Not that I’m uncultured but I’ve never really seen the appeal of traipsing round endless museums when I’m on a city break just for the sake of it. Amsterdam is full of famous (and not so famous) museums. And while some of them are genuinely fascinating – the Van Gogh Museum (which I prefer to the Rijksmuseum), the Anne Frank House, the Jewish Museum Amsterdam (I’m Jewish so interested in learning about my heritage) –I’ve never felt any obligation to visit all of Amsterdam’s many museums.
The Tropenmuseum Amsterdam (Museum of Tropics) is one such museum. Located close to Oosterpark, the Tropenmuseum Amsterdam is one of Europe’s leading ethnographic museums (ethnography is the study of social interaction, behaviours and perception that happens within groups). I’d heard from a couple of friends the Tropenmuseum Amsterdam was worth a visit. But it wasn’t until I read about the latest exhibition Black and White at the Tropenmuseum Amsterdam (plus I was in possession of a Museum Card which gives you free entry into most of Amsterdam’s major museums) that I thought I’d check it out.
I was under the impression that the Tropenmuseum Amsterdam was all about Dutch culture and heritage, and the influences of other cultures on the Dutch. While the exhibits on the top floors were interesting, I was a little confused. Firstly by the layout, I couldn’t tell where each exhibit started and finished. I also couldn’t quite work out what relevance some of the exhibits had to the Dutch, for example the culture of death in Mexico or the faith of gods in India? Perhaps if you pay for the audio guide it all becomes clear. But I still managed to pick up some real nuggets of info. A great example was that in Ghana people were buried in coffins that depict their profession. So a fisherman, for example ,would be buried in a fish-shaped coffin.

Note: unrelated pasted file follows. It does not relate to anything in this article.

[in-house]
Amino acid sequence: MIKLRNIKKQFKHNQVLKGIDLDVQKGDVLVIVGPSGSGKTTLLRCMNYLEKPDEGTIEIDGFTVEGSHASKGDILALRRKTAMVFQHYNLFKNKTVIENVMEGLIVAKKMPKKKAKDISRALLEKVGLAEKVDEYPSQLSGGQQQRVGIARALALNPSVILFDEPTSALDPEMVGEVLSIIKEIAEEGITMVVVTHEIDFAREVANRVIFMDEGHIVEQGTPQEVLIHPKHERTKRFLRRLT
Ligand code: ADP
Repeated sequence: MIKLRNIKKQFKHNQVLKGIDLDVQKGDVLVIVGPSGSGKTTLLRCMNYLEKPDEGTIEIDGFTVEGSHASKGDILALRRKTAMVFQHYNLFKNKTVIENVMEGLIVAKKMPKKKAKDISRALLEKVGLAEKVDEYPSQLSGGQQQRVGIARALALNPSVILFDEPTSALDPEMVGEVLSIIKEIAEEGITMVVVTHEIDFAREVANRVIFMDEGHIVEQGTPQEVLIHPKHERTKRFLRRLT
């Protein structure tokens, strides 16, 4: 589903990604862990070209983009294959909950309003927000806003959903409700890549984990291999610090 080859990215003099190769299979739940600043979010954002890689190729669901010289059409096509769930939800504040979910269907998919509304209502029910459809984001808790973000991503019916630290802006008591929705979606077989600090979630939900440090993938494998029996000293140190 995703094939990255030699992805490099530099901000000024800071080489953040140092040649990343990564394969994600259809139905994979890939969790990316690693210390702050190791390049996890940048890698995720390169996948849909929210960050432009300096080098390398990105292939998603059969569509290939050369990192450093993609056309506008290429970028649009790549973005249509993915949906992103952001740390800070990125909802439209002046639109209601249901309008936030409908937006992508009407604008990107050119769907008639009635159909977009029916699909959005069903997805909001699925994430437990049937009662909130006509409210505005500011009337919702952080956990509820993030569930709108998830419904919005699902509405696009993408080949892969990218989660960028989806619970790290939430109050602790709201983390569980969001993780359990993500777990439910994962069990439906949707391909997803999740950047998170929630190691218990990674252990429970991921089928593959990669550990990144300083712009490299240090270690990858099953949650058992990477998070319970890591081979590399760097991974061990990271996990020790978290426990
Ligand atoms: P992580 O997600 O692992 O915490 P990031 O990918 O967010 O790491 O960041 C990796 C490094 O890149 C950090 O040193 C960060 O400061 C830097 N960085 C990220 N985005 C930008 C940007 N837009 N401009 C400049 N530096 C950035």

For me it was the first floor, and the temporary exhibition at the Tropenmuseum Amsterdam on Black and White, that was most intriguing. Black and White delves into the subject of race in Holland, looking at the Dutch attitude to colour. The subject matter tackles the slavery of people from the Surinamese and Indonesian Dutch colonies and the abolition of slavery in Holland (which came about as a result of British duress).
The exhibition at the Tropenmuseum Amsterdam examines what it means to be black in Holland today, looking at how people of different colours live together in society through video, audio and first person accounts. It even raises the controversial topic of whether the popular Dutch Christmas tradition of (Zwarte Piet) Black Pete is racist (75% of people questioned think it is) which begs the question of why it’s still allowed. Black and White at the Tropenmuseum Amsterdam is a thought provoking exhibition and this hidden gem is well worth checking out. Bear in mind though that it’s a temporary display and is only running at the Tropenmuseum Amsterdam until 1 July 2014.